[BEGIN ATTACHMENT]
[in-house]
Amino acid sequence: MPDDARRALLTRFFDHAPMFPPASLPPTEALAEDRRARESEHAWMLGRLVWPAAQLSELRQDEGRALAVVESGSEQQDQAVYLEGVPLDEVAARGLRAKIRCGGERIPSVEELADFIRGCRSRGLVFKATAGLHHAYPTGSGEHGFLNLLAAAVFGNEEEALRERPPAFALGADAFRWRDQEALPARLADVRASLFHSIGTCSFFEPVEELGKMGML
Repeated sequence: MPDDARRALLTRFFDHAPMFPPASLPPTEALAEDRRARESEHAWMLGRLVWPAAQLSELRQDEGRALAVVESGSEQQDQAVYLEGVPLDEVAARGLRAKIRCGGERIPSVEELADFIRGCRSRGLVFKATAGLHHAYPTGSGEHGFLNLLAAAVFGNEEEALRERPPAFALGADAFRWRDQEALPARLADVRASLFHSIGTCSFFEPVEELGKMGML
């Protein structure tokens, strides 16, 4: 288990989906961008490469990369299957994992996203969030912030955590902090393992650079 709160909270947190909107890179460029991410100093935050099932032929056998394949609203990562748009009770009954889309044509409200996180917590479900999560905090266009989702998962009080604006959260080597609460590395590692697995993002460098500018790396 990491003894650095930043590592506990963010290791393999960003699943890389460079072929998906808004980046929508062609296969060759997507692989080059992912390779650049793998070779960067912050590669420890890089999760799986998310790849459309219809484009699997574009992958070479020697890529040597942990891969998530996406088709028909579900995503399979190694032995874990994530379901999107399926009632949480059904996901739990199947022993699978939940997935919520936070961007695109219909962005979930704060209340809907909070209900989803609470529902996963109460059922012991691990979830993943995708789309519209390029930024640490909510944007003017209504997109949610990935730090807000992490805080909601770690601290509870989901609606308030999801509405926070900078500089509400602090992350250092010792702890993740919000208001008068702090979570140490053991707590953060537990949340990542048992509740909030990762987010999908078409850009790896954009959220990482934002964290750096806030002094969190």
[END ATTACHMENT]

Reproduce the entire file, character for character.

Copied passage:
[in-house]
Amino acid sequence: MPDDARRALLTRFFDHAPMFPPASLPPTEALAEDRRARESEHAWMLGRLVWPAAQLSELRQDEGRALAVVESGSEQQDQAVYLEGVPLDEVAARGLRAKIRCGGERIPSVEELADFIRGCRSRGLVFKATAGLHHAYPTGSGEHGFLNLLAAAVFGNEEEALRERPPAFALGADAFRWRDQEALPARLADVRASLFHSIGTCSFFEPVEELGKMGML
Repeated sequence: MPDDARRALLTRFFDHAPMFPPASLPPTEALAEDRRARESEHAWMLGRLVWPAAQLSELRQDEGRALAVVESGSEQQDQAVYLEGVPLDEVAARGLRAKIRCGGERIPSVEELADFIRGCRSRGLVFKATAGLHHAYPTGSGEHGFLNLLAAAVFGNEEEALRERPPAFALGADAFRWRDQEALPARLADVRASLFHSIGTCSFFEPVEELGKMGML
């Protein structure tokens, strides 16, 4: 288990989906961008490469990369299957994992996203969030912030955590902090393992650079 709160909270947190909107890179460029991410100093935050099932032929056998394949609203990562748009009770009954889309044509409200996180917590479900999560905090266009989702998962009080604006959260080597609460590395590692697995993002460098500018790396 990491003894650095930043590592506990963010290791393999960003699943890389460079072929998906808004980046929508062609296969060759997507692989080059992912390779650049793998070779960067912050590669420890890089999760799986998310790849459309219809484009699997574009992958070479020697890529040597942990891969998530996406088709028909579900995503399979190694032995874990994530379901999107399926009632949480059904996901739990199947022993699978939940997935919520936070961007695109219909962005979930704060209340809907909070209900989803609470529902996963109460059922012991691990979830993943995708789309519209390029930024640490909510944007003017209504997109949610990935730090807000992490805080909601770690601290509870989901609606308030999801509405926070900078500089509400602090992350250092010792702890993740919000208001008068702090979570140490053991707590953060537990949340990542048992509740909030990762987010999908078409850009790896954009959220990482934002964290750096806030002094969190």